How Much Sunscreen to Put On

Episode #196 / May 24, 2010
Did you know that the SPF of a sunscreen is decreased to it's square root if not enough is put on? And do you know how much sunscreen you actually need to apply? Dr. Schultz explains.
Ally on May 30, 2010 at 1:10am

Can ordinary mirrors reflect UVA/UVA light? My apartment faces south so I get the sun coming in pretty much all day and I can't really avoid it and I spend a few hours a day using the computer in the sun. I put on sunscreen everyday but it's a hassel to wash and reapply every 2 hours. Would sitting behind a large ordinary mirror facing the window (with the mirror part facing the window where the sun comes in and me sitting behind it) reflect UVA light?

Neal Schultz, M.D. on May 31, 2010 at 11:22pm

@Ally: It depends on whether your mirrors are silver backed or aluminum backed. Silver is a poor reflector of UV A. Aluminum is much better at reflecting UV A; it can reflect up to 90%. But if you are indoors and just doing desk work and not actively sweating, you can probably wait 3 to 4 hours to reapply sunscreen. This is a great question and will become a DermTV episode. Thanks!

alania on June 9, 2010 at 9:57pm

what about physical sunscreen?how much to put on face and neck and how often to repply?

Ally on June 13, 2010 at 4:37pm

Cool :) I can't wait!

Neal Schultz, M.D. on June 14, 2010 at 11:29pm

@Alania: The reapplication guidelines for both physical (chem free) and traditional carbon based sunscreens are the same: reapply after swimming, sweating, or at the very least, every three to four hours if not doing any physical activities. However, as will be demonstrated in an upcoming DermTV episode, you need less physical sunscreen than traditional sunscreens; use about 1/3 to 1/2 as much because the physical sunscreens are made from very small particles (called "micronized", which means the particles are made in a very small size) which spread better, give you more coverage and form a thinner layer so you don't need as much. Stay tuned for the episode which will also include some other physical sunscreen tips!

John on June 16, 2010 at 3:28pm

Why do we have to reapply sunscreen every 3-4 hours even if not doing any physical activity or not being out in the sun?

That would mean appyling sunscreen to your face 3 times a day. Who can do that? I don't know anybody who does that.

Neal Schultz, M.D. on June 24, 2010 at 9:09pm

@John: Everyone perspires all the time on most places on their skin, even when not doing physical activities. It's called "insensible perspiration" because you don't feel or see it, but it occurs as part of your body's way of regulating your temperature and metabolism. The reason you don't feel it is because it is so slight that it evaporates before it forms the water droplets that you feel when you perspire from exercise. This continuous ongoing "insensible perspiration" is constantly washing off your sunscreen, hence the need for reaplication even if "not doing any physical activity". If you are indoors in a room without windows, then you need not reapply your sunscreen until you go outside. If the room is windowed, since window glass allows all the UV A rays (which cause skin cancer and premature aging of the skin) to pass through, then you still need to reapply sunscreen approximately every 4 hours on parts of your skin not covered by clothing.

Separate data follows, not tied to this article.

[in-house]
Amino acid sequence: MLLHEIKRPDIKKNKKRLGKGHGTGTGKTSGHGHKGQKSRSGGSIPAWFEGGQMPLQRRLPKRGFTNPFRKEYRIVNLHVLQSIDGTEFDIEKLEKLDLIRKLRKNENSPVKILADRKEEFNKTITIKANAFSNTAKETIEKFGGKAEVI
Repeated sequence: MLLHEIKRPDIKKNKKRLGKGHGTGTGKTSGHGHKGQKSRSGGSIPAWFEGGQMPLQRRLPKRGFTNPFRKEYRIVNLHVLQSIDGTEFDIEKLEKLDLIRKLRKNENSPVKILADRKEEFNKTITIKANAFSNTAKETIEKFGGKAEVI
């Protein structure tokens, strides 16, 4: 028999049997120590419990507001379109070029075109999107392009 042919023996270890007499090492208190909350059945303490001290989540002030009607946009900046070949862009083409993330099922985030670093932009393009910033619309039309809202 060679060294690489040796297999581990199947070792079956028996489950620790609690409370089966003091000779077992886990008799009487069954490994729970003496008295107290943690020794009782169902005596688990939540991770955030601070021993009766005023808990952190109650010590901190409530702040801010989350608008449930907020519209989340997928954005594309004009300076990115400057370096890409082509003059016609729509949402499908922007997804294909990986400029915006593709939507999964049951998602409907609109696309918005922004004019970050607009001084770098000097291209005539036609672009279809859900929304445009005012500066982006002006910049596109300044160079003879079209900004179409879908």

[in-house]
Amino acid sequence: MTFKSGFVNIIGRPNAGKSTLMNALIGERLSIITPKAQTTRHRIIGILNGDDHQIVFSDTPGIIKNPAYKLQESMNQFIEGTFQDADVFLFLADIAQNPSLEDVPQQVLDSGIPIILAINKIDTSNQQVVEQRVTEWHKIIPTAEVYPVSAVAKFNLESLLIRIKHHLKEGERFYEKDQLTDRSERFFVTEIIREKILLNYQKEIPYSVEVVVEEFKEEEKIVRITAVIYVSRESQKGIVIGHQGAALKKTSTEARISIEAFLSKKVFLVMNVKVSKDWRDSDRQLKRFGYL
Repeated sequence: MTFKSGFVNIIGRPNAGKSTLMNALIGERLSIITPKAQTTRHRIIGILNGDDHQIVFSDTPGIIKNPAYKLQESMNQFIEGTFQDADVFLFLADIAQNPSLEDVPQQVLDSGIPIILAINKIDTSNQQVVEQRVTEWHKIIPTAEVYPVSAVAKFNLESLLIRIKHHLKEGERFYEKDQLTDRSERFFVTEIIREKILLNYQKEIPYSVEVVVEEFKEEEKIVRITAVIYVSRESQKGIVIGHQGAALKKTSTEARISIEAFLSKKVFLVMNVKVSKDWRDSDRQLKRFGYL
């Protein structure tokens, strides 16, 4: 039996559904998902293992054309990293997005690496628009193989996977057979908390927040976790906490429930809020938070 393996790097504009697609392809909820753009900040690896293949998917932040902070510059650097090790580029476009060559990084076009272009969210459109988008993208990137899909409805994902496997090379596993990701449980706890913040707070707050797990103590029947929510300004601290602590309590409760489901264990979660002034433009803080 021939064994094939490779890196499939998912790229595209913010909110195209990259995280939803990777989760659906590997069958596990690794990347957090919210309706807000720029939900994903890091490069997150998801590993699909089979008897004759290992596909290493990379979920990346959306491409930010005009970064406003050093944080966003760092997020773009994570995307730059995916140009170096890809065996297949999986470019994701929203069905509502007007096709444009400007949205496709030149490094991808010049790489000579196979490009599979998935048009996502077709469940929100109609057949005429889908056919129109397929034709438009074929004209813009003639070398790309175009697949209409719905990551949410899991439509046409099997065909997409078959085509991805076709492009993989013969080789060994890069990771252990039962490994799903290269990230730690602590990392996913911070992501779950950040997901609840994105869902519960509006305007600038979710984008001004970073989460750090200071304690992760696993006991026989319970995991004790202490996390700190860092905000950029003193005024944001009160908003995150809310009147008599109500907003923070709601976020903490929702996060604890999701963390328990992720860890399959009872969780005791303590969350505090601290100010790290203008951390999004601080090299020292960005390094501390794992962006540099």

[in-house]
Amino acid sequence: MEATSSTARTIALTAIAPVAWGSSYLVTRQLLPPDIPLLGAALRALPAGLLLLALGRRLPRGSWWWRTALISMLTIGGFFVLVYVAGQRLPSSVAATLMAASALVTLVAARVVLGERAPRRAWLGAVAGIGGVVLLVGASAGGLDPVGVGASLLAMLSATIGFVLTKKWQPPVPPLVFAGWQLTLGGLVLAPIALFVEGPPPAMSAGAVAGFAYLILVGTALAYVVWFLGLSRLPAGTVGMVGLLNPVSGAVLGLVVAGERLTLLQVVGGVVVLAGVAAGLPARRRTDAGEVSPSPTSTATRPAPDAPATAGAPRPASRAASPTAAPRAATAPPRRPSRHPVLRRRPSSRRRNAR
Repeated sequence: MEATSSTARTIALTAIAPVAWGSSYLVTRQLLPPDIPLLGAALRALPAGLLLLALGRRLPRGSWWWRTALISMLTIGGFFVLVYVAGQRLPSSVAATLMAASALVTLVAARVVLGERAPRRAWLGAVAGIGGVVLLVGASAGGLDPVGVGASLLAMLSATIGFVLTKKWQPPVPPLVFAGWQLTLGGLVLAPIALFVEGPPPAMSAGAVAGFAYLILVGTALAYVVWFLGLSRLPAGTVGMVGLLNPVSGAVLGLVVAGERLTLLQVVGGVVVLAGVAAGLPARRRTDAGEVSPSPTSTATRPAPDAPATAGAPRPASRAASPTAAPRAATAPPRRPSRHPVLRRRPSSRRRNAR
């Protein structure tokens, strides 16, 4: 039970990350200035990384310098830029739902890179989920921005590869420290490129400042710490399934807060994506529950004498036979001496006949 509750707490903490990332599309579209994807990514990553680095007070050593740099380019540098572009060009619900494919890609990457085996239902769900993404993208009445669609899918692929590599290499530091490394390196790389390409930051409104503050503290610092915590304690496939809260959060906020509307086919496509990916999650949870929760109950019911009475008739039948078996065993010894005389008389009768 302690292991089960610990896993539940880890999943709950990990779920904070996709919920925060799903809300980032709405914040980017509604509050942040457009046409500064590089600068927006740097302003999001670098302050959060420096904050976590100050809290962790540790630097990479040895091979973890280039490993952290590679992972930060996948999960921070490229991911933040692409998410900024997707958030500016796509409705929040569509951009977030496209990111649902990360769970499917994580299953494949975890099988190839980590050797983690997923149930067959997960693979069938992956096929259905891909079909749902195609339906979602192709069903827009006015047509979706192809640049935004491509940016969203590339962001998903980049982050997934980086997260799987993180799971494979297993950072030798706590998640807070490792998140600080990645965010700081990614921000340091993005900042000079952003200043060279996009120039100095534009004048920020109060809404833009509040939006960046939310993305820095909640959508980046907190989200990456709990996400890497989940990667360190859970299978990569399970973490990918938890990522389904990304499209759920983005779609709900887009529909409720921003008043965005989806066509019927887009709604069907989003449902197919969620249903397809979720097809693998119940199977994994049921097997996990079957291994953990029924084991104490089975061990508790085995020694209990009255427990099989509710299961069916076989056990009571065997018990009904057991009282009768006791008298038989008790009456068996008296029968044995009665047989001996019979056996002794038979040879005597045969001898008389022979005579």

Katherine on June 28, 2010 at 12:05pm

What about spray sunscreens? How much do you have to spray to get the full SPF on the bottle?

Neal Schultz, M.D. on June 29, 2010 at 2:17pm

@Katherine: Good question! The problem with spray sunscreens is that it's hard to be sure you've applied it in such a way to give you even and complete coverage. Having said that, since different spray nozzles dispense a different flow of spray, and you don't know exactly how much you have used, the only general guidelines for applying a spray sunscreen I can offer at this time is to see how large of an area the spray covers (from a distance of 1 to 1 1/2 feet from the body) and then use best judgment to ensure that the spray covers all areas of sun-exposed skin evenly and completely.

Moka on July 16, 2010 at 8:28am

Is being under direct sunlight for 5-10 minutes a couple of times a day without sunscreen safe? And would that cause a tan? I'd like to keep my skin from tanning as a i prefer a lighter shade.
It's just too expensive to apply sunscreen 3 times a day because of 3 seperate exposer periods of just a few minutes.
Thanks :)

Neal Schultz, M.D. on August 4, 2010 at 11:30pm

@Moka: In terms of damage to the skin from the sun's harmful ultraviolet rays... being under direct sunlight for 5-10 minutes (lets say 10 minutes) a couple of times a day (lets say 3 times) without sunscreen is equivalent to being under direct sunlight for 30 minutes once a day. If that is done twice a week, then in terms of damage to the skin, it's equivalent to 1 hour without sunscreen. While you may not burn from those individual 10 minute exposures, since the cancer causing and premature aging effects of UV A rays is additive ("The meter is always running!"), you will tan since tanning merely means your skin has been damaged and tanning is the skin's way of protecting itself from additional damage. I am sensitive to the cost of sunscreen and am happy to tell you that since SPF is tightly regulated by FDA gov't oversight, you can get effective sun protection from the least expensive brand you find as long as it has an SPF of 15-30 with UV A (also known as "broad spectrum") protection.